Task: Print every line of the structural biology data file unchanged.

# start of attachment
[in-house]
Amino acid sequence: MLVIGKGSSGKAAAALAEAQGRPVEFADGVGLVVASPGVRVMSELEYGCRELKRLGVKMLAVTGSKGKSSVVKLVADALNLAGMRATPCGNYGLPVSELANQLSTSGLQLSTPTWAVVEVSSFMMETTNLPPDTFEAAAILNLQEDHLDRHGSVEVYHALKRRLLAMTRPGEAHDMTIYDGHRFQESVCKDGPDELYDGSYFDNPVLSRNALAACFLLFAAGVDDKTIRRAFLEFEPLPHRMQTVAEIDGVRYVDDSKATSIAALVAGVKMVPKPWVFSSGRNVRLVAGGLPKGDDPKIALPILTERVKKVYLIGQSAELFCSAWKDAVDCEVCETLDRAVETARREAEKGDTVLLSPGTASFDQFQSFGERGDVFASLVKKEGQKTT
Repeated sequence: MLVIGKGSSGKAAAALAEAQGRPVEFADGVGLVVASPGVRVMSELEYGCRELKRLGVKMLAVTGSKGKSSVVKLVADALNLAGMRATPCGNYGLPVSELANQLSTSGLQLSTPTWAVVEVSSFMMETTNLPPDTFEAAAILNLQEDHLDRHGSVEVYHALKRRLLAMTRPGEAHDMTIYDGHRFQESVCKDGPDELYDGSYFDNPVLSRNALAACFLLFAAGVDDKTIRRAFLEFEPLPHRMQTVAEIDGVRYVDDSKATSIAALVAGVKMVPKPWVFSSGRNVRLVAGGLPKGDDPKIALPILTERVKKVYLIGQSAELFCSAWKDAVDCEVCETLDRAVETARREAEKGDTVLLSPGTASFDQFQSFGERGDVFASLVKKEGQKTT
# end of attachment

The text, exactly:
[in-house]
Amino acid sequence: MLVIGKGSSGKAAAALAEAQGRPVEFADGVGLVVASPGVRVMSELEYGCRELKRLGVKMLAVTGSKGKSSVVKLVADALNLAGMRATPCGNYGLPVSELANQLSTSGLQLSTPTWAVVEVSSFMMETTNLPPDTFEAAAILNLQEDHLDRHGSVEVYHALKRRLLAMTRPGEAHDMTIYDGHRFQESVCKDGPDELYDGSYFDNPVLSRNALAACFLLFAAGVDDKTIRRAFLEFEPLPHRMQTVAEIDGVRYVDDSKATSIAALVAGVKMVPKPWVFSSGRNVRLVAGGLPKGDDPKIALPILTERVKKVYLIGQSAELFCSAWKDAVDCEVCETLDRAVETARREAEKGDTVLLSPGTASFDQFQSFGERGDVFASLVKKEGQKTT
Repeated sequence: MLVIGKGSSGKAAAALAEAQGRPVEFADGVGLVVASPGVRVMSELEYGCRELKRLGVKMLAVTGSKGKSSVVKLVADALNLAGMRATPCGNYGLPVSELANQLSTSGLQLSTPTWAVVEVSSFMMETTNLPPDTFEAAAILNLQEDHLDRHGSVEVYHALKRRLLAMTRPGEAHDMTIYDGHRFQESVCKDGPDELYDGSYFDNPVLSRNALAACFLLFAAGVDDKTIRRAFLEFEPLPHRMQTVAEIDGVRYVDDSKATSIAALVAGVKMVPKPWVFSSGRNVRLVAGGLPKGDDPKIALPILTERVKKVYLIGQSAELFCSAWKDAVDCEVCETLDRAVETARREAEKGDTVLLSPGTASFDQFQSFGERGDVFASLVKKEGQKTT